Romney’s Best Defense Is A Good Offense Speech
I will play the key excerpts of Mitt Romney’s speech in the third hour of my show today. A good summary from Politico is here, including this key graph:
“I recognize that a lot pundits around the nation are saying that I should just stand up and say this whole thing was a mistake, that this was a boneheaded idea, and I should just admit it: it was a mistake, and walk away. I presume that a lot of folks think that if I did that it would be good for me politically, ” Romney said as he flipped through slides of a PowerPoint presentation he prepared himself. “There’s only one problem with that: it wouldn’t be honest.”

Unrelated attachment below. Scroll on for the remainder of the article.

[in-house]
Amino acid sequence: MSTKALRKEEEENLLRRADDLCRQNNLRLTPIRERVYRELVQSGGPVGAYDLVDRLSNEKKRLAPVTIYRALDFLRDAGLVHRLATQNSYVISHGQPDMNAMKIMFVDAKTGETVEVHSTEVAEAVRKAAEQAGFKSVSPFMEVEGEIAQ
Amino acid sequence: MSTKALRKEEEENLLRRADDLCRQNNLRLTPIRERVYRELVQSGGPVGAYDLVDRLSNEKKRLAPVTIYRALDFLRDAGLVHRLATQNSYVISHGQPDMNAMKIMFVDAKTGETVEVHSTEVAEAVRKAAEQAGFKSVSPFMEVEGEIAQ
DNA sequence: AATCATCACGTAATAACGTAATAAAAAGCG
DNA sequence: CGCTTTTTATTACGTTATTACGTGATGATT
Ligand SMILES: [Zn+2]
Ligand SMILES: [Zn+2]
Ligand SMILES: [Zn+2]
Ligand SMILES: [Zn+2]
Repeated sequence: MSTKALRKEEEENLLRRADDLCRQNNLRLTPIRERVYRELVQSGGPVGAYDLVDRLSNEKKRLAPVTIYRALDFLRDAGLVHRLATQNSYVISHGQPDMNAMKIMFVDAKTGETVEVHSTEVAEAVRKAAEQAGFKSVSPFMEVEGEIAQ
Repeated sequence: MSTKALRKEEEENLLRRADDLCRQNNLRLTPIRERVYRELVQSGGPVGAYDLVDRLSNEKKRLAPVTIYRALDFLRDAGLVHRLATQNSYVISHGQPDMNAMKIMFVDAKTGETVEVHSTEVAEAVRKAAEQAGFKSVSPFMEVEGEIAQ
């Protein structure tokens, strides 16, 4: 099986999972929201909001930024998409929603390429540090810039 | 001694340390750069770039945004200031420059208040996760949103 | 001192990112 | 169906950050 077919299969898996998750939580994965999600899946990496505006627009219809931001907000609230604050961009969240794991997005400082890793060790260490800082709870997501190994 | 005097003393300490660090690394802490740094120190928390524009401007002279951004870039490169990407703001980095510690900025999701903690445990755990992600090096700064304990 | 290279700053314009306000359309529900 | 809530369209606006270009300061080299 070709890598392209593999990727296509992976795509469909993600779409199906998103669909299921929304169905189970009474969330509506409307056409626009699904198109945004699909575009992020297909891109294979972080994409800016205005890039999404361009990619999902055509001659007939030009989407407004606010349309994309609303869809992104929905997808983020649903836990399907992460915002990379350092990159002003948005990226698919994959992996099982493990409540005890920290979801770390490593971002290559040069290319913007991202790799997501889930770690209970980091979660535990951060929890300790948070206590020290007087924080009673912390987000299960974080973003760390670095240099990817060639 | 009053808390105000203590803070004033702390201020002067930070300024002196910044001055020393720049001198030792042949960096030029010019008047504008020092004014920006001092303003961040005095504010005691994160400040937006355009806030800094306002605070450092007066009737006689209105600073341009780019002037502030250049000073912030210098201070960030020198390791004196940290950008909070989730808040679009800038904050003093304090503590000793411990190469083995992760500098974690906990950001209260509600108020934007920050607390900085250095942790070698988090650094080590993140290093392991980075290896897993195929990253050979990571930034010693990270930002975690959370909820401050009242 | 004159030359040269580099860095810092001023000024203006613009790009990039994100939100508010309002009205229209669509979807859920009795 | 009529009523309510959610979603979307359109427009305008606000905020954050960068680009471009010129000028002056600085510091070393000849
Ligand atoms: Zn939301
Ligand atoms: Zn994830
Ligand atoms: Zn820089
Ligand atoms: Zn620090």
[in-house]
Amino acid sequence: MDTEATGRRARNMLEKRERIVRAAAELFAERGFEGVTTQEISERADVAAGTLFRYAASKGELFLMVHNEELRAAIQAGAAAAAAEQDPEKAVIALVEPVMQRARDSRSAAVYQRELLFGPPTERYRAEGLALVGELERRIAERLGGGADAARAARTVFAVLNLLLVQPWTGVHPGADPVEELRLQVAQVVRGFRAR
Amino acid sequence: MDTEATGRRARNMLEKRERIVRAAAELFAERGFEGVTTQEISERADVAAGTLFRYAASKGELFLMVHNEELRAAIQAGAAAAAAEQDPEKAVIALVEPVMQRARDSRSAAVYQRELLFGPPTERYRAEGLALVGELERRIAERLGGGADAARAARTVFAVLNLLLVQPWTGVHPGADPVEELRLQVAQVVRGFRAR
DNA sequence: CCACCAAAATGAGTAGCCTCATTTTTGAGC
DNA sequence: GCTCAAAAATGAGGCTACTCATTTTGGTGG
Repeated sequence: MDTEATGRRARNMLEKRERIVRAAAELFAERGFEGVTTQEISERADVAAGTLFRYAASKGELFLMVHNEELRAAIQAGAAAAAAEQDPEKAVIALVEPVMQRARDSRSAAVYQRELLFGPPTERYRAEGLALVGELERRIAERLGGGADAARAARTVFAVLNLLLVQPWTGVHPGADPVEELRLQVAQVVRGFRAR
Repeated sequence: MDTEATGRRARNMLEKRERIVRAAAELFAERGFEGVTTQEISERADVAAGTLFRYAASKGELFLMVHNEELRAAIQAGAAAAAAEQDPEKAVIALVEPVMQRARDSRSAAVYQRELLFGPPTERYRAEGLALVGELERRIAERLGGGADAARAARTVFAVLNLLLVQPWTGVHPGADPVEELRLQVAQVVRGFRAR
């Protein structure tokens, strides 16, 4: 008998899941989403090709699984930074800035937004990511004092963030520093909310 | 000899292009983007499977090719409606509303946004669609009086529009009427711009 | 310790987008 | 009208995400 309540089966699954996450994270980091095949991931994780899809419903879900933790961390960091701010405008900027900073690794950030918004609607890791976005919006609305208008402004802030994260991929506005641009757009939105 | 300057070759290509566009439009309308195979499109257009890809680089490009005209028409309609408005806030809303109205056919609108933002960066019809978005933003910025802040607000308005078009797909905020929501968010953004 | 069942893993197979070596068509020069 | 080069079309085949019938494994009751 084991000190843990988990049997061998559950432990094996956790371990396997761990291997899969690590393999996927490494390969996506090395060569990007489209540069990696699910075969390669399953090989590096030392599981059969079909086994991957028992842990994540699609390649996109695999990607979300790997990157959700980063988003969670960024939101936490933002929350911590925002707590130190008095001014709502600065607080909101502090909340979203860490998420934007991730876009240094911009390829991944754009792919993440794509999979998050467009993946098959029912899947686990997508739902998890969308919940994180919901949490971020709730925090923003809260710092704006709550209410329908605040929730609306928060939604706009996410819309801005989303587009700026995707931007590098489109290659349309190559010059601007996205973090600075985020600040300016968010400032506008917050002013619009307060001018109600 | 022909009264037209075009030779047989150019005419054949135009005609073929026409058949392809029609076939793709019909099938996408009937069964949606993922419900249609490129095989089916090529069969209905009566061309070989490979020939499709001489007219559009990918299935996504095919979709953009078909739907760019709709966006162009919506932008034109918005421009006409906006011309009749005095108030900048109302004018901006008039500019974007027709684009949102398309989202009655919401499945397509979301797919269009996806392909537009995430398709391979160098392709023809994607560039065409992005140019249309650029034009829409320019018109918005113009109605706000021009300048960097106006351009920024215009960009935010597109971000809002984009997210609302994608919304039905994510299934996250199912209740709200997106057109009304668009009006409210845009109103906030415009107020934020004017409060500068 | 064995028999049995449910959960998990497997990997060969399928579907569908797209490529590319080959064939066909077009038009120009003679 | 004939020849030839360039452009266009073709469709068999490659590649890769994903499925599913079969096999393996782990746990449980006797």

Romney shrewdly identifies his GOP opponents as centered in the pundit class, and he’s right to note and respond to the torrent of criticism of Massachusetts care from the right. He offered a strong defense of what he did and why, and a very sharp differentiation from Obamacare. Of course it won’t matter to political opponents, any more than Tim Pawlenty’s or Jon Huntsman’s repudiation of past views on cap-and-trade will persuade their opponents or Newt’s candid admissions of past mistakes will persuade his opponents.
What matters most is that each of them in turn take on their biggest political challenges and do so again and again. If Romney is the nominee, and polls put him in a strong position now, he will have to answer Team Obama’s absurd charges about Massachusetts care. Today demonstrated how he would do so. And it isn’t an exchange the president would welcome in an October 2012 debate.